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Ask around a bit and you'll find no shortage of folks, men in particular, who became readers via their encounters in youth with class adventure tales: The Three Musketeers, The Count of Monte Cristo, Ivanhoe, the Lord of the Rings, etc. ask again and you'll find almost no one whose heard of half the Nobel Laureates in Literature, fewer who've read them, and none enjoyed many of them. All the more remarkable then that one of the great adventure authors of all time actually won a Nobel and somewhat tragic that so few have read him in recent decades. But Henryk Sienkiewicz has made something of a comeback and it could not be more welcome.

Sienkiewicz is the great author of Poland--indeed, to some extent his works are said to have created and helped to maintain the strong Polish identity that prevailed through the troubled 20th Century. When his books were first published -- mostly late in the 19th Century -- the English translations were done by Teddy Roosevelt's friend Jeremiah Curtin and, whether they were adequate for their time, they are are terribly dated now and have served to put off potential readers. Add in the fact that neither the Nazis nor the Communists had much interest in fostering Polish patriotism and you've the recipe for lost classics. But then, fittingly as the Iron Curtain was crumbling, Hippocrene Books commissioned a new translation of his greatest works, The Trilogy and Quo Vadis?, by the highly-regarded Polish novelist W. S. Kuniczak, and these eminently readable versions won Sienkiewicz a modern audience. New translations of other works followed, then a terrific film version of In Desert and Wilderness, and a massive Polish television adaptation of the Trilogy. Suddenly we've a surfeit of riches and some catching up to do.

If you're just starting out it might be wise to begin with Quo Vadis?, a stand alone tale of Christians in Rome that really deserves a fresh film treatment. But it's well worth your time to dive into the Trilogy, the first volume of which is the magnificent With Fire and Sword. Set in 1647, amidst a Cossack uprising against the Polish-Lithuanian Commonwealth, it tells the story of a young Polish patriot and hero, Yan Skshetuski, and his love for the beautiful Helen, who is also coveted the brutal Bohun, who fights with the rebels. Pan Yan's twin tales give us epic history and grand romance, while his compatriots offer comic relief. There's his wily servant, Zjendjan, whose semi-faithful service somehow keeps lining his own pocket. There's the mopey giant Pan Longinus, who has sworn a vow of chastity until he lives up to the example of his forebears and takes off the heads of three enemy soldiers with one swing of his massive battle sword. There's Pan Michal Wolodyjowski, whose bravery and feistiness belie his diminutive stature. And, best of all, there's the Falstaffian Pan Zagloba, who makes up in drinking capacity, gluttony, and biting wit what he lacks in zeal for battle, as he keeps his one good eye peeled for threats to his corpulent frame.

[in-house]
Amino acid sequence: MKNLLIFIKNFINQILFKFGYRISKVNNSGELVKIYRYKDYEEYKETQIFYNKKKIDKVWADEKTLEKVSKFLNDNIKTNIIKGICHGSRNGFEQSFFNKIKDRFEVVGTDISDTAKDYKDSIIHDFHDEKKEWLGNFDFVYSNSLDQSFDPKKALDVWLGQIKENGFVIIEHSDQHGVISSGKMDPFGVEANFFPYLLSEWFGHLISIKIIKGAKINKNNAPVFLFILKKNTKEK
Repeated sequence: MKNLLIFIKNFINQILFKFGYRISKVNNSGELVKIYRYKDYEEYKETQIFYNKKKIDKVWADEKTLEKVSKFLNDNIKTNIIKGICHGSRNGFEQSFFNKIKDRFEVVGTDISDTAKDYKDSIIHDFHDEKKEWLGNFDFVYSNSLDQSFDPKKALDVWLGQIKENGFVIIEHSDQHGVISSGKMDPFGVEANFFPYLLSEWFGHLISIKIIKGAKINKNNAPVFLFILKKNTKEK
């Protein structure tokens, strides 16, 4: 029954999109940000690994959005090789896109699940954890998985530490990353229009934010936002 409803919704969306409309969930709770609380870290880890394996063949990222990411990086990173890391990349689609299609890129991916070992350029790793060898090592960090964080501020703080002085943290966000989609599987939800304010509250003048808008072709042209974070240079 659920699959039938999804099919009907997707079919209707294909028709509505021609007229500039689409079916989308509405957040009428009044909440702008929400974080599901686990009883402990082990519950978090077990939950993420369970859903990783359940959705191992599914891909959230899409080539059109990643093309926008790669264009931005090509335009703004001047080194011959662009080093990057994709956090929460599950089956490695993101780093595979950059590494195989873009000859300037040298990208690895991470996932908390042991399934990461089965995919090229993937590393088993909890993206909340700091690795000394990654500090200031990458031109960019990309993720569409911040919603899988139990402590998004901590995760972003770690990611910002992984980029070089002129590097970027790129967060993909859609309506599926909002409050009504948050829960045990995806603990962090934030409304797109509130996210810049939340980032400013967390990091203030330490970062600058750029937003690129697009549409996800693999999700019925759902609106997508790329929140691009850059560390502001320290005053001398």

It'll take you a hundred to a hundred and fifty pages to orient yourself and get used to the odd names and nicknames, but the subsequent thousand pages go by far too fast. It's one of those stories you don't ever want to end.


Grade: (A+)



See also:

Henryk Sienkiewicz (2 books reviewed)
Historical Fiction
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